Views of slaveholders towards slaves changed over time of course, but my point is that there was sympathy that was broader than the abolitionists. Many thought it was immoral but did not want to eliminate it. Many slaveholders did recognize it was morally problematic (although this declined as we approached the Civil War when apologists for slavery increased), but felt like their hands were tied.

None of that amounts to a "moral abomination" worthy of outright rejection except in the case of the abolitionists.

This is precisely where we are today. I know almost nobody likes the plight of the poor.

Few libertarians see it as a moral abomination.

My guess is we're just fine making historical analogies and understanding Bryan - we just disagree on those last two sentences.

Perceived good consequences for the poor resulting from libertarianism are for almost all libertarians icing on the cake. No libertarian I am aware of would reject libertarianism if it turned out it would not substantially reduce poverty. They would rationalize poverty and maintain their libertarianism, because they are almost all libertarian for OTHER moral reasons.

Jameson writes:

I find it hilarious that there are commenters suggesting which examples they don't think will happen. It pretty much confirms the very phenomenon being warned against: the incapacity to imagine that your own moral preferences will one day be judged as monstrous.

Southerner 1: "Imagine one day, slavery will be judged as monstrous."

Southerner 2: "Nah, that's not gonna happen. But they probably will think we're crazy for letting all these foreigners in."

RPLong writes:

I'm surprised there isn't more push-back on the animals thing.

Tom West writes:

as a few months' discomfort

Is there any woman on the planet who has had a child who would classify the total effect of pregnancy on a woman as "a few month's discomfort"?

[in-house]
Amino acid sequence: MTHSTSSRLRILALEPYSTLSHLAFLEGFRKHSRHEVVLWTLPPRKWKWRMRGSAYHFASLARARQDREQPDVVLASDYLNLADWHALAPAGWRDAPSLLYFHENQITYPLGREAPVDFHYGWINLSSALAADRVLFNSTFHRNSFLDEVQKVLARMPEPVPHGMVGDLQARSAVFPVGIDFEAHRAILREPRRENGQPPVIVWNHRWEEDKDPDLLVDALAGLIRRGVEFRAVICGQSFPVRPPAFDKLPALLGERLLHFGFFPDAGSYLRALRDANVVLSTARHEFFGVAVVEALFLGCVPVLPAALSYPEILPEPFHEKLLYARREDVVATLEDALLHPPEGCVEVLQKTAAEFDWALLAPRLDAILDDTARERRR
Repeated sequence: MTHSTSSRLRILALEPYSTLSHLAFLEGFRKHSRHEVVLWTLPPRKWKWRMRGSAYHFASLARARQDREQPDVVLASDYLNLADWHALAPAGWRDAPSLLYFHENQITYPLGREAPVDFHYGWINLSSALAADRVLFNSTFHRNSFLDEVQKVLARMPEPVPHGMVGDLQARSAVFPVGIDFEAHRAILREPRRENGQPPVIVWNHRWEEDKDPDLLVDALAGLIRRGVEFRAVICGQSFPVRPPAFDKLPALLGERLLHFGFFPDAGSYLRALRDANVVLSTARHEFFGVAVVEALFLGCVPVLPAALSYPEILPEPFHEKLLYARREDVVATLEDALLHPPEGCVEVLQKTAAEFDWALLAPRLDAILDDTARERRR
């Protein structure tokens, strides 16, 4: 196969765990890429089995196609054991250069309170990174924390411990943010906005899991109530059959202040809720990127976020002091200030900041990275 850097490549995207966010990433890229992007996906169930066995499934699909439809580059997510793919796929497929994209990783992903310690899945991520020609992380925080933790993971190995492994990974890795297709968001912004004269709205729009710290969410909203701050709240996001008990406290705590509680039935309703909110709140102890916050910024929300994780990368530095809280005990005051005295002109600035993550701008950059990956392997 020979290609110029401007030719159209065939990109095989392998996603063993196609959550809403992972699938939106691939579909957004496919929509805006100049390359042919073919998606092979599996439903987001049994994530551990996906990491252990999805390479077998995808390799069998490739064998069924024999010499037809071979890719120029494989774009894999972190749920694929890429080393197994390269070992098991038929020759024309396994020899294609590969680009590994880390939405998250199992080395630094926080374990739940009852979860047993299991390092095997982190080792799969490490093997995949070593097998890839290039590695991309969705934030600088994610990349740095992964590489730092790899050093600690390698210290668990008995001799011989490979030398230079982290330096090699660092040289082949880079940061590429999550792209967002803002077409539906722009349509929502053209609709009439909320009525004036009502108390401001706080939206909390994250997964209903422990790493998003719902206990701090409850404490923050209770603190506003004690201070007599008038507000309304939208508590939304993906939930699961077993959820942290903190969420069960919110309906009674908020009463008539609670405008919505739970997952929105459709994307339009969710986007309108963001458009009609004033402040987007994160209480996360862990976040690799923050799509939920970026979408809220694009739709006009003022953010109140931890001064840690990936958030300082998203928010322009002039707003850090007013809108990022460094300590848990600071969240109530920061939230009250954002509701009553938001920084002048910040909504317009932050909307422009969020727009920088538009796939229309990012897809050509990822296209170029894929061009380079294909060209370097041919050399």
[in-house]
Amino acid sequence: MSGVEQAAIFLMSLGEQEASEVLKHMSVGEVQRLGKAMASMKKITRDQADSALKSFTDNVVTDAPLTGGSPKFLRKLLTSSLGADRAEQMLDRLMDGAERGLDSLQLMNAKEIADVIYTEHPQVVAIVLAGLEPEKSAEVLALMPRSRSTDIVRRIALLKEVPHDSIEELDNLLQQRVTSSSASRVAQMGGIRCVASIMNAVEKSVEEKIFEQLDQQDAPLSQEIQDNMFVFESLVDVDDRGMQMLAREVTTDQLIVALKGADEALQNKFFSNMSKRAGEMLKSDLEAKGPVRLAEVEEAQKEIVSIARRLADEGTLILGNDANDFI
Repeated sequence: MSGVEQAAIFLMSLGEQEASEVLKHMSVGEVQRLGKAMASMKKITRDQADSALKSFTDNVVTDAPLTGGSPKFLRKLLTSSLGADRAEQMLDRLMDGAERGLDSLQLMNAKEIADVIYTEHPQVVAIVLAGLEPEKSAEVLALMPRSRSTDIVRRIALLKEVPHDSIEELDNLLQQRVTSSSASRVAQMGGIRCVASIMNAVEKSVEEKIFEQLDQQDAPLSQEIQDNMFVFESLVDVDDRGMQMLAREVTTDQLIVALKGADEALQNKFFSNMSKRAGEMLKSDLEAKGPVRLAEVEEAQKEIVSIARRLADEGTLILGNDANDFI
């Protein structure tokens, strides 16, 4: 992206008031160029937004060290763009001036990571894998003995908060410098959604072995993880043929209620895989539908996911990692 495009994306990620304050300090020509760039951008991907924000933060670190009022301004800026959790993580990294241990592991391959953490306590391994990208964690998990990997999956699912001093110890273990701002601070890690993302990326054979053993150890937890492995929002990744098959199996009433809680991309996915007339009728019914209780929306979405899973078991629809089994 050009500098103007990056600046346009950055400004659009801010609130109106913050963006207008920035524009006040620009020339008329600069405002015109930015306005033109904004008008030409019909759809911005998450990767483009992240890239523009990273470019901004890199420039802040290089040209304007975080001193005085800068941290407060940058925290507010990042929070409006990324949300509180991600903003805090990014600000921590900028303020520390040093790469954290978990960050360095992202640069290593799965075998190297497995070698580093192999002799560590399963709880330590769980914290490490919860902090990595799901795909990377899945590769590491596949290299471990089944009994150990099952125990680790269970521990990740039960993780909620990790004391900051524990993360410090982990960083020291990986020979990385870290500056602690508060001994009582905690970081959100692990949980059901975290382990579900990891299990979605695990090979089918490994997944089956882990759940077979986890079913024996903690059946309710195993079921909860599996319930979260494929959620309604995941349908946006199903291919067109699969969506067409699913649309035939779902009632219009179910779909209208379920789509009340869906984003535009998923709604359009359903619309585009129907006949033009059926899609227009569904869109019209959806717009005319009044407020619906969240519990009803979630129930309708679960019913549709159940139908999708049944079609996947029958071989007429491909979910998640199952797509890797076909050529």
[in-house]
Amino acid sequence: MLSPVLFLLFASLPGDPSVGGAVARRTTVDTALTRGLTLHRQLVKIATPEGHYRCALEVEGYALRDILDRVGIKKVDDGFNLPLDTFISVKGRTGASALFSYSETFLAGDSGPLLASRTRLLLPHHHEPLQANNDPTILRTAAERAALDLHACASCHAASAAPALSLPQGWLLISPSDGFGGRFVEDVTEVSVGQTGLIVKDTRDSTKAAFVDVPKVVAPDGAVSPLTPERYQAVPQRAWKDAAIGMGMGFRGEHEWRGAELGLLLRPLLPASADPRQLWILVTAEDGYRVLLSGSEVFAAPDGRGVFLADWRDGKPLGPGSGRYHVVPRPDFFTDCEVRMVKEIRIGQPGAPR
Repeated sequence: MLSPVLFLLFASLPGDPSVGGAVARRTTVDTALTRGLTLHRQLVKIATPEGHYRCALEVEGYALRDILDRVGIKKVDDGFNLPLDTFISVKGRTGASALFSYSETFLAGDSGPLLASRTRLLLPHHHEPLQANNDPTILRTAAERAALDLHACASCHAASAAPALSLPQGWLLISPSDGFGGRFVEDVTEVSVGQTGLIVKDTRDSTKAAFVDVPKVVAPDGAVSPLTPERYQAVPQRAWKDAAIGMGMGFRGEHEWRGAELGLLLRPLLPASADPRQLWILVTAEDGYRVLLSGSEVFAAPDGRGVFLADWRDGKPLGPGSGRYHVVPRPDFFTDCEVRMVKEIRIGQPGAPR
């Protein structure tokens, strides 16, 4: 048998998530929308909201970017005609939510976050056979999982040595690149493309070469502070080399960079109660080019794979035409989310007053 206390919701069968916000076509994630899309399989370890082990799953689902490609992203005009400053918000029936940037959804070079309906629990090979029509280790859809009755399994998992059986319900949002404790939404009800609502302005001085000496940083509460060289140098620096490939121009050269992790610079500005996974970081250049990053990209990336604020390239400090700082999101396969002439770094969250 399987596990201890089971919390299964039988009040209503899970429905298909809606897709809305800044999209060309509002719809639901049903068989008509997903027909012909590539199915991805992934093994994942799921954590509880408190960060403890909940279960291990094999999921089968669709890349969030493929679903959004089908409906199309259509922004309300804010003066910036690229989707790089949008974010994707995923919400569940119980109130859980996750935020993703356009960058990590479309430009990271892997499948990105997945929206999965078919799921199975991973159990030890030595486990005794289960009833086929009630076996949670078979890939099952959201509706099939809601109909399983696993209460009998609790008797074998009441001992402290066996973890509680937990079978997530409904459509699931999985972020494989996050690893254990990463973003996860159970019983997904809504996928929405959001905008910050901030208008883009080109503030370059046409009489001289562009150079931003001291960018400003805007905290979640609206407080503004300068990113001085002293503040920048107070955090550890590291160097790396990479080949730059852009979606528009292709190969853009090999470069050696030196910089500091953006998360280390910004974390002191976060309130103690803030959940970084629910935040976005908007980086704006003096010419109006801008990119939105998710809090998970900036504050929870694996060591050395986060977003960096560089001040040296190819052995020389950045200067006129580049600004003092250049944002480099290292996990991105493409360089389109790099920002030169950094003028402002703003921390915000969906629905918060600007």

As understatements go, it's up there with calling the sum total of racism "a few names in the school yard".

(Sorry, perhaps I am over-sensitive to the idea of dismissing challenges that we will never face as trivial.)

patrick k writes:

Most people, thankfully, don't waste any time on "evil in plain sight" analysis of the past. What they do instead is concentrate on what is right in front of them at their time in history. It's too funny hearing all the preaching about Southerners when half the slaves they owned were sold to them by Northerners when the economics no longer worked up north. It reminds me of the today's arguments that the Civil War was about slavery. LOL. It may have been imagined by the religiously inclined abolitionists but it wasn't by the Union armies that returned slaves thru Confederate lines for a large part of the war.

Eating meat, abortion, treatment of foreigners will never raise even an eyebrow. It will fall by the wayside much as burning witches, heads on a spike, monster kings and the like--simply part of human history and our evolution. Unless you plan on hating a part of yourself, embrace/understand it all. For myself, I have not eaten meat in 45 years, never been part of an abortion, haven't had any slaves in this lifetime, I treat everyone the same and if you don't, so be it. We all get where we are going on our own time. Remind me again who you are to look back in history and moralize how wonderful you are to now know that general trends in history were "evil in plain sight"? The only reason you now know, because they dealt with the issue in real time, not you. We get to live in the afterglow with some of us even touting, "had I been alive, I would have known!". Yeah right.

How's that car you are driving? There may come a time when future academics/pundits will scratch their heads and ask, how could they? Thankfully most people will ignore the question.

Floccina writes:

I think that one day people will look back at abortion with horror.

On animals are there any people who only eat animals that would eat them given a chance? For example shark is good and you can buy it most big markets. Chickens would eat people if they could but cattle would not.

Finch writes:

As an atheist libertarian who is very uncomfortable making decisions for other people, and is at least somewhat pro-choice, it's obviously abortion hands-down. It will be viewed as the greatest crime of the 20th century in a couple of hundred years, trailed somewhat distantly by the holocaust and the various slaughters of socialism.

People forget how quickly technology changes. It will be what, fifty years before removing the child from the womb and saving their life is viable at any point? It's already modestly viable from roughly 0-4 weeks and 20-40 weeks and there's significant pressure to expand that envelope from ART and people who want to save their pre-term babies.

So, in the future, abortion will be seen for what it is, child murder, and the moral subtleties that surround that (which I think are real) will be lost to time.

Thomas Firey writes:

How about compulsory military service during peacetime? Not only does it enslave a class of people (in this case, young males), but it provides a ready supply of cheap labor for warfare.